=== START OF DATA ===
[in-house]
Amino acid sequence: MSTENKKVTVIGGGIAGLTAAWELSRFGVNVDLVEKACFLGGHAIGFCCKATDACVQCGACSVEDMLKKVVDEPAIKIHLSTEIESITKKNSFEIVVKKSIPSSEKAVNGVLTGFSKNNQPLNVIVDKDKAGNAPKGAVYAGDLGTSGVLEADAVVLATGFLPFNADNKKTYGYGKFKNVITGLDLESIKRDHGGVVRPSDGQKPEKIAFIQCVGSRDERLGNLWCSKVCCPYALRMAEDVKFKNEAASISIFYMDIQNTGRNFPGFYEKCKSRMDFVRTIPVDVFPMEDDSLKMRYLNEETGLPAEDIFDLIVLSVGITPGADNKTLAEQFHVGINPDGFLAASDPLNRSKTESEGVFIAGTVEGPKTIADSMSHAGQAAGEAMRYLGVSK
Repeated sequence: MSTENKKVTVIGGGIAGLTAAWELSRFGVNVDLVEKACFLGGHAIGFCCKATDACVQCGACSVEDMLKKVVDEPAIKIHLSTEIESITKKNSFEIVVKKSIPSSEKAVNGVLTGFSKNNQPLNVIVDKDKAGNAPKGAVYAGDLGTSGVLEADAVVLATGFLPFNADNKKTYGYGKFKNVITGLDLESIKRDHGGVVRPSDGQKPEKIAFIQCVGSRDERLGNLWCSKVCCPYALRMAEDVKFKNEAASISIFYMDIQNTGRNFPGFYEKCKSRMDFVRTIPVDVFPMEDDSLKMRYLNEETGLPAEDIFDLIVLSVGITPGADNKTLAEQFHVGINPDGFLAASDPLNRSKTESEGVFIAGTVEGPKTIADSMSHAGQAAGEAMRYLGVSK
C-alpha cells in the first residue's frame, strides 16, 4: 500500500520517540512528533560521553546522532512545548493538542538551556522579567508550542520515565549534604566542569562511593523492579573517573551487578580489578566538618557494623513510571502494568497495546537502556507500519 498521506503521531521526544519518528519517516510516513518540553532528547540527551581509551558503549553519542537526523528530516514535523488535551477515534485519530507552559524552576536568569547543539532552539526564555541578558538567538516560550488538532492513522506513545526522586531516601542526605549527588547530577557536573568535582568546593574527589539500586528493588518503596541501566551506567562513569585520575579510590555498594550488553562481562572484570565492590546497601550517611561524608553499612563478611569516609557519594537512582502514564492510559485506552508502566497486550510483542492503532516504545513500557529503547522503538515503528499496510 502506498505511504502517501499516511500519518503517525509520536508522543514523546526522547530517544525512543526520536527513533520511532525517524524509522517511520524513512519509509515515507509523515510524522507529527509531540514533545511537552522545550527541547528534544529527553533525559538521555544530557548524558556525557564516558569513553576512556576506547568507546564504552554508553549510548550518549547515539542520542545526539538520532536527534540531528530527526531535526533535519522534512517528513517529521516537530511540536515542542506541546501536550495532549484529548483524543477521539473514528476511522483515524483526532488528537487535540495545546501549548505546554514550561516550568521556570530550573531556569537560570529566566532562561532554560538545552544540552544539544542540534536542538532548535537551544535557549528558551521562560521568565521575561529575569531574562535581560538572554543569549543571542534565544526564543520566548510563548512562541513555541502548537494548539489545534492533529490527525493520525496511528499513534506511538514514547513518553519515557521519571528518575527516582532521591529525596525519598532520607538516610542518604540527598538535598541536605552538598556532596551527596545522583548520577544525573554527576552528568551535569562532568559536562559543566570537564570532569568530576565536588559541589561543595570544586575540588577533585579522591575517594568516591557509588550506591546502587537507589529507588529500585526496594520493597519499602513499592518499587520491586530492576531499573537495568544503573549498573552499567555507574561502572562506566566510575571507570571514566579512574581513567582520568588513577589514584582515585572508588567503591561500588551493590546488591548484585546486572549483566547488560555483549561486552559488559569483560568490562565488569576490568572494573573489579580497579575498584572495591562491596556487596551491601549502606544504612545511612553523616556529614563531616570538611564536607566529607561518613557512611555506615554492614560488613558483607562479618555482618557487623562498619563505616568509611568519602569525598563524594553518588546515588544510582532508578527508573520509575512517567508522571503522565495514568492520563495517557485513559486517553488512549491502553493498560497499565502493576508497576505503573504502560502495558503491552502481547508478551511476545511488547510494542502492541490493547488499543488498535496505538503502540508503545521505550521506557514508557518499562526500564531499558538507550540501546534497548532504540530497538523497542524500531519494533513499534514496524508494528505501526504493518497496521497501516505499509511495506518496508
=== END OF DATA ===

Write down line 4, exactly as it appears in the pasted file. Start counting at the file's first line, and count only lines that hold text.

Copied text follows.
C-alpha cells in the first residue's frame, strides 16, 4: 500500500520517540512528533560521553546522532512545548493538542538551556522579567508550542520515565549534604566542569562511593523492579573517573551487578580489578566538618557494623513510571502494568497495546537502556507500519 498521506503521531521526544519518528519517516510516513518540553532528547540527551581509551558503549553519542537526523528530516514535523488535551477515534485519530507552559524552576536568569547543539532552539526564555541578558538567538516560550488538532492513522506513545526522586531516601542526605549527588547530577557536573568535582568546593574527589539500586528493588518503596541501566551506567562513569585520575579510590555498594550488553562481562572484570565492590546497601550517611561524608553499612563478611569516609557519594537512582502514564492510559485506552508502566497486550510483542492503532516504545513500557529503547522503538515503528499496510 502506498505511504502517501499516511500519518503517525509520536508522543514523546526522547530517544525512543526520536527513533520511532525517524524509522517511520524513512519509509515515507509523515510524522507529527509531540514533545511537552522545550527541547528534544529527553533525559538521555544530557548524558556525557564516558569513553576512556576506547568507546564504552554508553549510548550518549547515539542520542545526539538520532536527534540531528530527526531535526533535519522534512517528513517529521516537530511540536515542542506541546501536550495532549484529548483524543477521539473514528476511522483515524483526532488528537487535540495545546501549548505546554514550561516550568521556570530550573531556569537560570529566566532562561532554560538545552544540552544539544542540534536542538532548535537551544535557549528558551521562560521568565521575561529575569531574562535581560538572554543569549543571542534565544526564543520566548510563548512562541513555541502548537494548539489545534492533529490527525493520525496511528499513534506511538514514547513518553519515557521519571528518575527516582532521591529525596525519598532520607538516610542518604540527598538535598541536605552538598556532596551527596545522583548520577544525573554527576552528568551535569562532568559536562559543566570537564570532569568530576565536588559541589561543595570544586575540588577533585579522591575517594568516591557509588550506591546502587537507589529507588529500585526496594520493597519499602513499592518499587520491586530492576531499573537495568544503573549498573552499567555507574561502572562506566566510575571507570571514566579512574581513567582520568588513577589514584582515585572508588567503591561500588551493590546488591548484585546486572549483566547488560555483549561486552559488559569483560568490562565488569576490568572494573573489579580497579575498584572495591562491596556487596551491601549502606544504612545511612553523616556529614563531616570538611564536607566529607561518613557512611555506615554492614560488613558483607562479618555482618557487623562498619563505616568509611568519602569525598563524594553518588546515588544510582532508578527508573520509575512517567508522571503522565495514568492520563495517557485513559486517553488512549491502553493498560497499565502493576508497576505503573504502560502495558503491552502481547508478551511476545511488547510494542502492541490493547488499543488498535496505538503502540508503545521505550521506557514508557518499562526500564531499558538507550540501546534497548532504540530497538523497542524500531519494533513499534514496524508494528505501526504493518497496521497501516505499509511495506518496508